by Willis Eschenbach, January 8, 2019
As a result of a tweet by Steve McIntyre, I was made aware of an interesting dataset. This is a look by Vinther et al. at the last ~12,000 years of temperatures on the Greenland ice cap. The dataset is available here.
Figure 1 shows the full length of the data, along with the change in summer insolation at 75°N, the general location of the ice cores used to create the temperature dataset.
Figure 1. Temperature anomalies of the Greenland ice sheet (left scale, yellow/black line), and the summer insolation in watts per square metre at 75°N (right scale, blue/black line). The red horizontal dashed line shows the average ice sheet temperature 1960-1980.
I’ll only say a few things about each of the graphs in this post. Regarding Figure 1, the insolation swing shown above is about fifty watts per square metre. Over the period in question, the temperature dropped about two and a half degrees from the peak in about 5800 BCE. That would mean the change is on the order of 0.05°C for each watt per square metre change in insolation …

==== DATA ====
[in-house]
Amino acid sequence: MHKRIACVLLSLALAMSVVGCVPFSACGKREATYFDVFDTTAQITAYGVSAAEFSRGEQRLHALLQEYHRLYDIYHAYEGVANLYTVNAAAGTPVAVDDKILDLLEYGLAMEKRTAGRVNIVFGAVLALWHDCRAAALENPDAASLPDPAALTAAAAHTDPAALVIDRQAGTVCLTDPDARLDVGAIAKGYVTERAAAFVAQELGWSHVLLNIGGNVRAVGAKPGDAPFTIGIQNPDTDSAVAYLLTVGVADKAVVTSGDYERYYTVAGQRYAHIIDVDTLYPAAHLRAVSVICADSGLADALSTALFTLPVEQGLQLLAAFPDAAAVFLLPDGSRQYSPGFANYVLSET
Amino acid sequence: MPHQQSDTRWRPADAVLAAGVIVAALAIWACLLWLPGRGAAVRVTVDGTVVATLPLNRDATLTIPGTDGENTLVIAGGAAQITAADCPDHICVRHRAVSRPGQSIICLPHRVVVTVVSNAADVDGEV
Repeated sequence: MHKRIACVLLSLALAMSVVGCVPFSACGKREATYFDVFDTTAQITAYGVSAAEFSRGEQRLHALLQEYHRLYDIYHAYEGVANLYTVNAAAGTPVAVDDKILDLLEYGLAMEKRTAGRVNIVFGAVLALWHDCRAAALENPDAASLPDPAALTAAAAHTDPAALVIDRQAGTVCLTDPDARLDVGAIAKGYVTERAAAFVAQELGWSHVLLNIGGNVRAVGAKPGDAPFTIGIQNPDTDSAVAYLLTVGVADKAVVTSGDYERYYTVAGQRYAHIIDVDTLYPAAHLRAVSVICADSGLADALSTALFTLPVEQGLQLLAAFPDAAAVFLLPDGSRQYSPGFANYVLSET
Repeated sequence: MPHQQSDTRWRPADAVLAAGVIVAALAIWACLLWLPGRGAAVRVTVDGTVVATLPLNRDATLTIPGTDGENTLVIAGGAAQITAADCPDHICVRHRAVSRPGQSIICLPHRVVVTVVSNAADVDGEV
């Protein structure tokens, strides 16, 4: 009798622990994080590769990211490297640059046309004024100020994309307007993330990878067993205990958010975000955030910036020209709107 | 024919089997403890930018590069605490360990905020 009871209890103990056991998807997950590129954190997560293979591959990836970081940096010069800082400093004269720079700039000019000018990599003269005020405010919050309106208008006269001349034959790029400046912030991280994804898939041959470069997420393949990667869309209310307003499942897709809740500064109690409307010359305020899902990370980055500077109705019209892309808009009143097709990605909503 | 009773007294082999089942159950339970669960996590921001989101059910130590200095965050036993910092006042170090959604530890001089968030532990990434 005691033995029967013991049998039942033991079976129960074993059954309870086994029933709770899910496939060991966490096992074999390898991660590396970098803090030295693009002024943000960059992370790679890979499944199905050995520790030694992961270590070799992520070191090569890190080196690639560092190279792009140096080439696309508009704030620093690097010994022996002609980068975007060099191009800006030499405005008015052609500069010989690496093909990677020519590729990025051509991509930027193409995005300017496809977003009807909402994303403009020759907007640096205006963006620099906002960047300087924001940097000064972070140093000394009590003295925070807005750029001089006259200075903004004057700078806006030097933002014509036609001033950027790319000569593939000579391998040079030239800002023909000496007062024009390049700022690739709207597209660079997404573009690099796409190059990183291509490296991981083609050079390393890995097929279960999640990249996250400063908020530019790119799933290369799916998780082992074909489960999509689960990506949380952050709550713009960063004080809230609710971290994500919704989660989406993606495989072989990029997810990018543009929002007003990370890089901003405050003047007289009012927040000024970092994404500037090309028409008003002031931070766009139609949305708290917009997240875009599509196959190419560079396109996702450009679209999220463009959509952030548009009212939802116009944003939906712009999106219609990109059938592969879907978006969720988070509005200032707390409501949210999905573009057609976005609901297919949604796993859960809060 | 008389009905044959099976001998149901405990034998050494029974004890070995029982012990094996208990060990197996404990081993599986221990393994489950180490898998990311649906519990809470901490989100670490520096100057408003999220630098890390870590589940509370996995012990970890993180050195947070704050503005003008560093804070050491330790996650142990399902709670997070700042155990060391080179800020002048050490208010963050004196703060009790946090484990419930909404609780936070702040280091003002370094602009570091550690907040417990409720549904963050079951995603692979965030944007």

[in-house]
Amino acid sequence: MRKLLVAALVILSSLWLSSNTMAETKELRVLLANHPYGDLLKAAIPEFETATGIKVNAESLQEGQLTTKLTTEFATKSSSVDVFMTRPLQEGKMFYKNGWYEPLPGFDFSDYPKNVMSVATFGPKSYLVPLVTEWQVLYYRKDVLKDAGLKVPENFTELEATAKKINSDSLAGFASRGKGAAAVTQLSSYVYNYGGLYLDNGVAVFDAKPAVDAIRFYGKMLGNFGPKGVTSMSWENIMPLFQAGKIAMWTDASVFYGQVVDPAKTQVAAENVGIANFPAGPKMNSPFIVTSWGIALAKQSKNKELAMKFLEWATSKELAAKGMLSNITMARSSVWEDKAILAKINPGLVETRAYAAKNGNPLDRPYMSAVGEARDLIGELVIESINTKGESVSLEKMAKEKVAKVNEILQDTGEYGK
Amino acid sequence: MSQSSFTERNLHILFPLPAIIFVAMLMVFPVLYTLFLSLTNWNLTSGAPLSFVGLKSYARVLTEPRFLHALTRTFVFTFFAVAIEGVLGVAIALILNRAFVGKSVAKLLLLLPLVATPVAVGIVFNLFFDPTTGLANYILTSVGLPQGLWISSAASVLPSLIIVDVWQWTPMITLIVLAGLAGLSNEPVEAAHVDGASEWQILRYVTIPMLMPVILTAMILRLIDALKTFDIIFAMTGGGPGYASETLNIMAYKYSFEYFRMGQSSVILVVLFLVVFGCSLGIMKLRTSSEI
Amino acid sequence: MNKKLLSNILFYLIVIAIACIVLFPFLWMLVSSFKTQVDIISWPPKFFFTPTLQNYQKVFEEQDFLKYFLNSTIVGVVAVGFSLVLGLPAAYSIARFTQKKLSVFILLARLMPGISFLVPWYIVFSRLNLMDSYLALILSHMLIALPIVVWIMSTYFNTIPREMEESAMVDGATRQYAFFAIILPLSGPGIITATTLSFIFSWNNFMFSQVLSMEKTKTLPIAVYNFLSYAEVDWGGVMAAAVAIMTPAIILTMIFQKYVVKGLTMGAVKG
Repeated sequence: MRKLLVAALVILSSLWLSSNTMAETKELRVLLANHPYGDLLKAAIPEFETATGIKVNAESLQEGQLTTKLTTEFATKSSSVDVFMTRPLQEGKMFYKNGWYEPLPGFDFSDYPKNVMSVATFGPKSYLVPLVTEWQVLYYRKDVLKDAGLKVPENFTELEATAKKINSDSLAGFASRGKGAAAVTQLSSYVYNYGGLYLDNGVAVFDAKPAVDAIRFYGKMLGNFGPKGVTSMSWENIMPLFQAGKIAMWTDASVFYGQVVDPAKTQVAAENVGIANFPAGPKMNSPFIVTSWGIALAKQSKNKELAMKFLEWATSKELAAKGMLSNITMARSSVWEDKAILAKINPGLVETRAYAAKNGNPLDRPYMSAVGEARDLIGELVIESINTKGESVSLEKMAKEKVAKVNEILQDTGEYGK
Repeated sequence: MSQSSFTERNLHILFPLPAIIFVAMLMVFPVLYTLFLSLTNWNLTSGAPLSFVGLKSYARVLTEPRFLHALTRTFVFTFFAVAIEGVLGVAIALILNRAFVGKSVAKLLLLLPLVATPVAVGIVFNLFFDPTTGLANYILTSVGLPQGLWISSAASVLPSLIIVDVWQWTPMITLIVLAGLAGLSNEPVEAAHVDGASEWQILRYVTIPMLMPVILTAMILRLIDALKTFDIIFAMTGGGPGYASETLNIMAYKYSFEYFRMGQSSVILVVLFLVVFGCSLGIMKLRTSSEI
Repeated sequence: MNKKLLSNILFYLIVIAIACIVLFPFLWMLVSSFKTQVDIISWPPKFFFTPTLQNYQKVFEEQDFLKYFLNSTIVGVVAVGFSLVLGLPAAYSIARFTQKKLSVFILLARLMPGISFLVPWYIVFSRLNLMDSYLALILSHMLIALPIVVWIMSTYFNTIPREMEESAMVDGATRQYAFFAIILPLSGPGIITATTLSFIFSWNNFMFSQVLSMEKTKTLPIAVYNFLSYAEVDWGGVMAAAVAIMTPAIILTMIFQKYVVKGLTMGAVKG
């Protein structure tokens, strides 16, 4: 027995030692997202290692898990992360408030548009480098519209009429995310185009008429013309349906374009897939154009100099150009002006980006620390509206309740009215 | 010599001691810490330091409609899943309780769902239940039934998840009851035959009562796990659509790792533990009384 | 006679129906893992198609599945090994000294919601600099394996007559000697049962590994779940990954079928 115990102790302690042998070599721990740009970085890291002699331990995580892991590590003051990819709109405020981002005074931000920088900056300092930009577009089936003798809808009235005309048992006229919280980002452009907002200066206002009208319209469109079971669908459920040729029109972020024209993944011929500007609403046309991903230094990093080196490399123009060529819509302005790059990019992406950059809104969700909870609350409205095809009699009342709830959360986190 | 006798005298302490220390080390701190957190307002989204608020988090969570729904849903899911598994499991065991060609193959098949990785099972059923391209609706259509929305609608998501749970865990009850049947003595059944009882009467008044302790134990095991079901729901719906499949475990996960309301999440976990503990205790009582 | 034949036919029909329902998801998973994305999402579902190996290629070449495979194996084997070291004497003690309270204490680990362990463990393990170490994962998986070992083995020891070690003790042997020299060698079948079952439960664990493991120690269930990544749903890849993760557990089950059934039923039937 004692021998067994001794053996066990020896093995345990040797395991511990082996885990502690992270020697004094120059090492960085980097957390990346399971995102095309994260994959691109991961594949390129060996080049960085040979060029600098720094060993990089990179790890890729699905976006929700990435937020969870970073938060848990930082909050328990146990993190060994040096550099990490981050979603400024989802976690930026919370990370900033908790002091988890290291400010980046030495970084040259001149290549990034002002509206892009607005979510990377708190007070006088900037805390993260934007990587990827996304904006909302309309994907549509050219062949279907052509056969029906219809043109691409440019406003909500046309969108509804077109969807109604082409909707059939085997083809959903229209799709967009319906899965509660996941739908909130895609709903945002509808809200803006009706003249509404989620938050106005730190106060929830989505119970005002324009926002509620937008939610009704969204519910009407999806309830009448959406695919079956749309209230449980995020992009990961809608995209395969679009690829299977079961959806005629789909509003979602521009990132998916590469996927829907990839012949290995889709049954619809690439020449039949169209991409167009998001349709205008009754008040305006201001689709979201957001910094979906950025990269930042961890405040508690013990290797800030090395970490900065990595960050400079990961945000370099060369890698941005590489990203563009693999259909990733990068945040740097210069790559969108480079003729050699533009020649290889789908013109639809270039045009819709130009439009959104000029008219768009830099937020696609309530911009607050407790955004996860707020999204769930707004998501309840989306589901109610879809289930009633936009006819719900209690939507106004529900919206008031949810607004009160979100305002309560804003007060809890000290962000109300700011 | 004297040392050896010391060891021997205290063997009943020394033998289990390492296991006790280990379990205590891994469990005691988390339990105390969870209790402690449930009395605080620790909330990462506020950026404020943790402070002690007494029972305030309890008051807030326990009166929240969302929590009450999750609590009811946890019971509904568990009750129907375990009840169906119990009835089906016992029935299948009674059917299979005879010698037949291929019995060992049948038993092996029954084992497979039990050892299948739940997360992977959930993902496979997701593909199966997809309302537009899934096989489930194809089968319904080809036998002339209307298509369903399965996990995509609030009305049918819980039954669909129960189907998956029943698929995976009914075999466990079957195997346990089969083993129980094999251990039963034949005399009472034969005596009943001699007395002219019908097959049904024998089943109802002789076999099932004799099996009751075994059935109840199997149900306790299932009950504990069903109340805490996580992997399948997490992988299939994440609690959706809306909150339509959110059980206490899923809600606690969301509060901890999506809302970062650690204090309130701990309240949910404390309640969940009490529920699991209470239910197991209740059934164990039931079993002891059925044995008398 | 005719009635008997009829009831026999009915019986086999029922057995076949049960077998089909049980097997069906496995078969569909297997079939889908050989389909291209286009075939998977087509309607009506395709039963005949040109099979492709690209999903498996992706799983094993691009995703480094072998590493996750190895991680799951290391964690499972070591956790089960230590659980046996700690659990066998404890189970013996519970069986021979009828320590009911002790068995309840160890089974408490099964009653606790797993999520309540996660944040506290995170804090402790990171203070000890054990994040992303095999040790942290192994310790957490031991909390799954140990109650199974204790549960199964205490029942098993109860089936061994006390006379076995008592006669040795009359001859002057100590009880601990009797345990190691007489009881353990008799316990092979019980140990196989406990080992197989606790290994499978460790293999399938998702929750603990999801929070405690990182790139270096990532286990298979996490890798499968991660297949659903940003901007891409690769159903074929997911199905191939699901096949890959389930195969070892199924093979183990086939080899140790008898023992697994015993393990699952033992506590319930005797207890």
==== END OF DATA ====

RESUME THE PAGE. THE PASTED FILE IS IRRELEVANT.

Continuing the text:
by Anthony Watts, January 8, 2019 in WUWT
In late 2018, there were some predictions that there would be a significant El Niño event in 2019. There were strong hints of an El Niño event in both SST data and forecasts. In an April 6th 2018 essay, Bob Tisdale suggested “Looks like one may be forming right now.”
But if we look at the animation provided by NOAA’s Climate prediction center, it sure looks like it has been fading:
by P. Homewood, January 9, 2019 in NotaLotofPeopleKnowThat
Just last March, the Guardian was trying to panic us about record lows in Arctic sea ice during last winter.
Back in the real world, DMI confirm that average Arctic sea ice extent in December was higher last month than in 2006. In reality, there has been very little change at all since 2005.
by Bigelow Laboratory for Ocean Sciences, January 8, 2019 in ScicneDaily